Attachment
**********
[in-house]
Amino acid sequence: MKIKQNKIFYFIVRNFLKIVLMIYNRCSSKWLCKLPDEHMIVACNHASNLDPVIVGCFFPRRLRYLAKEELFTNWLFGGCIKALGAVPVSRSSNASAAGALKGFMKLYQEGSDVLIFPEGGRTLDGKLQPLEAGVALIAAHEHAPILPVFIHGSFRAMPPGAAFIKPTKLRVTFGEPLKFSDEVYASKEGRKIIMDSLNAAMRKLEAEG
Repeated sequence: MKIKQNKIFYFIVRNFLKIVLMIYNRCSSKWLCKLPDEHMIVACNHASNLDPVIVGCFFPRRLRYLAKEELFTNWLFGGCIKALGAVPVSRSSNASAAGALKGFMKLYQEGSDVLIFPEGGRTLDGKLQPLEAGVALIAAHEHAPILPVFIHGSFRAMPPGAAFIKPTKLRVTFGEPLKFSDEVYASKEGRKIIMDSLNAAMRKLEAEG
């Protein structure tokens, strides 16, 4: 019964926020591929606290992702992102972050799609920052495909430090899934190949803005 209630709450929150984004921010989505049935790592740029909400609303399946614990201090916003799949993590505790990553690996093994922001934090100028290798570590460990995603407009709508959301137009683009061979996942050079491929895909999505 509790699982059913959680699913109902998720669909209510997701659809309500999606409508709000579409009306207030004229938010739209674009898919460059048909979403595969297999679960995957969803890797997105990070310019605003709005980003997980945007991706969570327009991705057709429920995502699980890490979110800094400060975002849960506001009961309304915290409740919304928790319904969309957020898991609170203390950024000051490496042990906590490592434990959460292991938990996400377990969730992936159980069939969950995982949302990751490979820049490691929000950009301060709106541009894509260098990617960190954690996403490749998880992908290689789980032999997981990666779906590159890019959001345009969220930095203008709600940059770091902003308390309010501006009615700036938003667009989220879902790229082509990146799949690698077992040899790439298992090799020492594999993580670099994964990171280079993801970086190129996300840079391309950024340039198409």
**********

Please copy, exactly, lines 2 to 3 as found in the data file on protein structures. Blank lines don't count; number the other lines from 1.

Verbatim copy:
Amino acid sequence: MKIKQNKIFYFIVRNFLKIVLMIYNRCSSKWLCKLPDEHMIVACNHASNLDPVIVGCFFPRRLRYLAKEELFTNWLFGGCIKALGAVPVSRSSNASAAGALKGFMKLYQEGSDVLIFPEGGRTLDGKLQPLEAGVALIAAHEHAPILPVFIHGSFRAMPPGAAFIKPTKLRVTFGEPLKFSDEVYASKEGRKIIMDSLNAAMRKLEAEG
Repeated sequence: MKIKQNKIFYFIVRNFLKIVLMIYNRCSSKWLCKLPDEHMIVACNHASNLDPVIVGCFFPRRLRYLAKEELFTNWLFGGCIKALGAVPVSRSSNASAAGALKGFMKLYQEGSDVLIFPEGGRTLDGKLQPLEAGVALIAAHEHAPILPVFIHGSFRAMPPGAAFIKPTKLRVTFGEPLKFSDEVYASKEGRKIIMDSLNAAMRKLEAEG